See item one: you need filters.

Your most important filter will always be yourself.

Unless there's a hot topic addressing exactly what you need in your business today, it's okay to skip discussions about all the other "stuff" out there.

Are you going to miss some things? Are you going to find out about some key technologies a little bit late? Yes. Has this happened in the past with zero ill effects? Yes x 1,000,000.


Who, oh who, will build us a tool for aggregating AND filtering the internet?


  1. Anonymous12:10 PM


    I have a great system that works for me.

    1) Newsgator to track hundreds of blogs. I have the blogs categorized: SBS 2003, Mobile Phones, XP Troubleshooting, Business News, Vista Troubleshooting etc., this way I can get all blogs read in about 20 minutes.

    2) I have a paid Yahoo mail account which includes unlimited storage. So every forum I participate in has a Yahoo mail folder for those posts keeping all of this stuff out of my Outlook mailbox.

    3) SharePoint 3 on our internal server with RSS integration pulling in all the RSS system status feeds from our key vendors, if no RSS then a link to our key vendors' system 'status' page.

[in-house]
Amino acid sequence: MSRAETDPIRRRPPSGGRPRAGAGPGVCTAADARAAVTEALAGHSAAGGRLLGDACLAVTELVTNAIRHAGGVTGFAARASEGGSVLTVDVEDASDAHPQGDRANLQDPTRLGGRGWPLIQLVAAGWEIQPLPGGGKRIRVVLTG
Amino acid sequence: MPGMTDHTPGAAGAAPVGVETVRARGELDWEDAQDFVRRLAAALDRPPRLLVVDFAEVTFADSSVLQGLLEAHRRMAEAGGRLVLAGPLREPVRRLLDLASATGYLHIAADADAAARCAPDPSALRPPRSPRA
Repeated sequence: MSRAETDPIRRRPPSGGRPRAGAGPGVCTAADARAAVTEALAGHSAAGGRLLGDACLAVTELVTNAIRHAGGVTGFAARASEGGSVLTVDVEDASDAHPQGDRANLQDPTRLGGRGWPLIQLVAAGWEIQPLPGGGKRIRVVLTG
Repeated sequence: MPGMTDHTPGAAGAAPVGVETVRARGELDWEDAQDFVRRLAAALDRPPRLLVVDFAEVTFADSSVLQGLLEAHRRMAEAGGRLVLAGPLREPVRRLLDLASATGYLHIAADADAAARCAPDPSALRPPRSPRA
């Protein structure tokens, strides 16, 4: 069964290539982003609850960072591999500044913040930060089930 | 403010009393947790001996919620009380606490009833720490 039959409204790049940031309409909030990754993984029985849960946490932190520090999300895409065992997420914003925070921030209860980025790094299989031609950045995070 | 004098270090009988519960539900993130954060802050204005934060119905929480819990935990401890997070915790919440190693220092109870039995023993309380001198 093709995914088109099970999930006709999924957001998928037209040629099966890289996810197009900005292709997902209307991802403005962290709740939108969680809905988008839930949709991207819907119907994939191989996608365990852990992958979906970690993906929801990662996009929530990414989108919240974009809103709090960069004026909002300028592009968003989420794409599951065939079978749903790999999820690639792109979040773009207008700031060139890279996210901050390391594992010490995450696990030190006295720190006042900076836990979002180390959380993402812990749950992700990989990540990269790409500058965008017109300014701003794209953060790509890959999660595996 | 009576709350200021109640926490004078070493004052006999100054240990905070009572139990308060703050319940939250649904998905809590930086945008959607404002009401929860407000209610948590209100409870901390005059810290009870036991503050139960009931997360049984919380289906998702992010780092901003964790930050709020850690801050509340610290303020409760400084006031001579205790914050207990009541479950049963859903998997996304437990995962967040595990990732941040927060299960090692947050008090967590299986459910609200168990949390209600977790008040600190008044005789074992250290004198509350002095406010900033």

4) Outlook and a Microsoft Smartphone for business email.

    All day I'm caught up on email while in the field thanks to the SmartPhone, everytime I open the web SharePoint lets me know of any potential problems with vendors, open Newsgator at 4:30 all my blogs are in and quick review, then if time allows a peak at my Yahoo mail for the forum posts.

    Then a few trade magazines a week and of course a re-read of "Relax, Focus, Succeed" next the "Super-Good Project Book!"

    ~ Brian Williams

  2. Another great post Karl, it certainly gives us plenty to think about.

    One tip I'd offer is to re-direct some of those Mailing List Digests, E-Newsletters and Vendor Technology Update e-mails to some Exchange Public Folders. You find them useful to dip in and out of, but they clog up your inbox (or sub-folder) if not read for a few days?

    If you've got more than one Techy Employee in your business, chances are they'll want to read the same information - so centrally locating those mailings means reducing duplicates e-mails in everyone's mailbox. Plus new Junior Techy's joining the business get an instant archive of relevant information to search/read.

    One final point - everyone knows Atari is better than Commodore, so let's drop that subject. :-)